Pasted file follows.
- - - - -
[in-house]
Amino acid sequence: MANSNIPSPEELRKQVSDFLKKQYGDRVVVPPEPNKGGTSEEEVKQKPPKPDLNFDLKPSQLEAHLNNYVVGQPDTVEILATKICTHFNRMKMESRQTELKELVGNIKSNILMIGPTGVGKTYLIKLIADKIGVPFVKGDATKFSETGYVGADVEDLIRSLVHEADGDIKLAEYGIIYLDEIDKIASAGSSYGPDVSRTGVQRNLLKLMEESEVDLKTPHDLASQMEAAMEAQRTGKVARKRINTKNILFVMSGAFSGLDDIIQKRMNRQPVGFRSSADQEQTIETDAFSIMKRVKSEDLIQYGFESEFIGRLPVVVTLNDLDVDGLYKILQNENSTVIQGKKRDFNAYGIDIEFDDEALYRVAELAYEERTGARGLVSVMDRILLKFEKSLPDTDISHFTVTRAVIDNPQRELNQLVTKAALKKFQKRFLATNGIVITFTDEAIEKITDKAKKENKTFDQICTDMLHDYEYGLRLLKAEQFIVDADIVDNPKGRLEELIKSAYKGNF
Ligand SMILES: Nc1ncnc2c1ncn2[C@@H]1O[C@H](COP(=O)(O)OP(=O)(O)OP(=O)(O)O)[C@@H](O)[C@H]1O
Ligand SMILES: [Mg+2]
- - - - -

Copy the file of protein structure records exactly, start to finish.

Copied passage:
[in-house]
Amino acid sequence: MANSNIPSPEELRKQVSDFLKKQYGDRVVVPPEPNKGGTSEEEVKQKPPKPDLNFDLKPSQLEAHLNNYVVGQPDTVEILATKICTHFNRMKMESRQTELKELVGNIKSNILMIGPTGVGKTYLIKLIADKIGVPFVKGDATKFSETGYVGADVEDLIRSLVHEADGDIKLAEYGIIYLDEIDKIASAGSSYGPDVSRTGVQRNLLKLMEESEVDLKTPHDLASQMEAAMEAQRTGKVARKRINTKNILFVMSGAFSGLDDIIQKRMNRQPVGFRSSADQEQTIETDAFSIMKRVKSEDLIQYGFESEFIGRLPVVVTLNDLDVDGLYKILQNENSTVIQGKKRDFNAYGIDIEFDDEALYRVAELAYEERTGARGLVSVMDRILLKFEKSLPDTDISHFTVTRAVIDNPQRELNQLVTKAALKKFQKRFLATNGIVITFTDEAIEKITDKAKKENKTFDQICTDMLHDYEYGLRLLKAEQFIVDADIVDNPKGRLEELIKSAYKGNF
Ligand SMILES: Nc1ncnc2c1ncn2[C@@H]1O[C@H](COP(=O)(O)OP(=O)(O)OP(=O)(O)O)[C@@H](O)[C@H]1O
Ligand SMILES: [Mg+2]